Interest in children who have conduct disorders has heightened in recent years because of the significant increase in the prevalence of deviant behaviour among students. Conduct disorder is a repetitive and persistent pattern of behaviour in which the basic rights of others or major age-appropriate societal norms or rules are violated (American Psychological Association, 2000). In Nigeria, students with conduct disorders engage in deviant behaviours such as aggression, peer cruelty, fighting, bullying or threatening others, pilfering, rioting, stealing, truancy, substance abuse, raping, smoking, lateness, falsification of results, violation of rules and regulations, assault of both students and teachers, vandalisation of school property, sexual offences and even murder (Okonkwo, 2001; Iheanacho, 2001; Udochukwu, 2001; Kemjika & Woruka 1998; & Ogoke, 1990).
According to Anokam (2002), the prevalence of conduct disorder among Nigerian adolescents has increased in the last three years in terms of frequency of recorded delinquent crimes and number of adolescents involved. Okonkwo, Ezeani and Nwagbo (1999) also reported that 60% of persons arrested in Nigeria for crimes of violence, armed robbery, substance abuse, and arson were juveniles. Cult activities remain near their highest rate with the well-publicised occurrences of multiple killings, robbery, maiming, raping and destruction of properties in many institutions of higher learning. These reports make one to wonder about the causative factors.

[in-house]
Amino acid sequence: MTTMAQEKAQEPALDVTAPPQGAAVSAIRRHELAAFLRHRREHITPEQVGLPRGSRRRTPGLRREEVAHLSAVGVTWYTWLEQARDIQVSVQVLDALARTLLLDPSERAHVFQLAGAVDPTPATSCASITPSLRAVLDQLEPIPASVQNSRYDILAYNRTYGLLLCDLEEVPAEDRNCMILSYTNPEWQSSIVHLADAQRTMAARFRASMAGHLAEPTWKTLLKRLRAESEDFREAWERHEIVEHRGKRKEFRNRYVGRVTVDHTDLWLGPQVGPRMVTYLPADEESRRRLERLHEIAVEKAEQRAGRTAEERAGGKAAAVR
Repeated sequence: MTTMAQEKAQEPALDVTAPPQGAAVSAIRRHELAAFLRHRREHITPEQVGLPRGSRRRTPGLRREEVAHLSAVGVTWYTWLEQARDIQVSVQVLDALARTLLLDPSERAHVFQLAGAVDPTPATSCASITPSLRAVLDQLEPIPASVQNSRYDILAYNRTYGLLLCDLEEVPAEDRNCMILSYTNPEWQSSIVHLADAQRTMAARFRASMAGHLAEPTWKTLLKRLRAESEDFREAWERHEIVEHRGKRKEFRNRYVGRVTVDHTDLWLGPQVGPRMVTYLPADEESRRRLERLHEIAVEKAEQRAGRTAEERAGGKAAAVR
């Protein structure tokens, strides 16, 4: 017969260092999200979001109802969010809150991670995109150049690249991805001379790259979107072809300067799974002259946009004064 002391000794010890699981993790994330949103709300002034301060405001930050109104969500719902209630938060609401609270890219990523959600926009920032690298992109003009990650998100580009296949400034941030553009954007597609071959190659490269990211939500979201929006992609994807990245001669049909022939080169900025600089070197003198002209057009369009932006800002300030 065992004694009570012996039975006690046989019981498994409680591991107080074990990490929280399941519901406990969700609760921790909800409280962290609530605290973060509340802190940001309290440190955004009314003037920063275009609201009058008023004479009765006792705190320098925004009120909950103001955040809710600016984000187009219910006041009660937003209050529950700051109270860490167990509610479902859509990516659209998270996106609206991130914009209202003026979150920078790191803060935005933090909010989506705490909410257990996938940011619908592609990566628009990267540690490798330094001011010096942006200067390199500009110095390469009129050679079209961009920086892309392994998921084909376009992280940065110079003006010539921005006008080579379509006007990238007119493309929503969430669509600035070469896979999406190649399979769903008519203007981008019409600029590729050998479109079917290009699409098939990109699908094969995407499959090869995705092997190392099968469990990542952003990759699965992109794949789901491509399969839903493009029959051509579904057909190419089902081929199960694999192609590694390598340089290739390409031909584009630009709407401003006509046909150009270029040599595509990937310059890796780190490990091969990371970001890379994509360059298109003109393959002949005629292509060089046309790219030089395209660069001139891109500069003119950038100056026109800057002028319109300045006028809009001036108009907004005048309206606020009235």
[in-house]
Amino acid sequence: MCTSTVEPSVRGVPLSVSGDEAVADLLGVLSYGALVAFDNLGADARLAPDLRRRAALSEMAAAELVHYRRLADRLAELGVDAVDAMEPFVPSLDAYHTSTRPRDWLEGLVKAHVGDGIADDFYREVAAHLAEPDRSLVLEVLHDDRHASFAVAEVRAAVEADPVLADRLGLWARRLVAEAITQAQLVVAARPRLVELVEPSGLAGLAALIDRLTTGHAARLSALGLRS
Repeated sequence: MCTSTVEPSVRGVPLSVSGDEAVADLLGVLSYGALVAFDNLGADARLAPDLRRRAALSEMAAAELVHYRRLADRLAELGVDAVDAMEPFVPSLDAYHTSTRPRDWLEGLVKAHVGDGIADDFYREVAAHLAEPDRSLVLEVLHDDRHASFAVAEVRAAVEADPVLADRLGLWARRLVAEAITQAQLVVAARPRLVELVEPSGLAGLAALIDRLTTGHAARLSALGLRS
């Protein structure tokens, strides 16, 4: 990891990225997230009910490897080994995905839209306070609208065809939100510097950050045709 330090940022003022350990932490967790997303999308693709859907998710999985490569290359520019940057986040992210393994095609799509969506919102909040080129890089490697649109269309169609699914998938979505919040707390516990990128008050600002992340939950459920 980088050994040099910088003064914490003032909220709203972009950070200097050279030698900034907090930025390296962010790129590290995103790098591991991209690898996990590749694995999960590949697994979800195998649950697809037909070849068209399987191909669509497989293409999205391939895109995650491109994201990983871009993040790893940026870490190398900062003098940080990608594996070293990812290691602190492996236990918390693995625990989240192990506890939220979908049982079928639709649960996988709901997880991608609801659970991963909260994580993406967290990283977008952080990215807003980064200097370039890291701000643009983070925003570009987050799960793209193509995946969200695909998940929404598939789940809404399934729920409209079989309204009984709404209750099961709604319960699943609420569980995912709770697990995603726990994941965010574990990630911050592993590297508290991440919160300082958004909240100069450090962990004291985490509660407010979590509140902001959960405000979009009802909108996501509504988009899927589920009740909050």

A synthesis of theories of family influences indicates that families exert a major influence on children’s personal development (Grolnick, Kourowski, & Gurland, 1999). This is not surprising given the number of hours young children spend with their families each day. Given that the family lays the foundation for socialisation and stabilisation of adult personality (Ekwonwa, 2001), and parents have the primary responsibility of raising and teaching their
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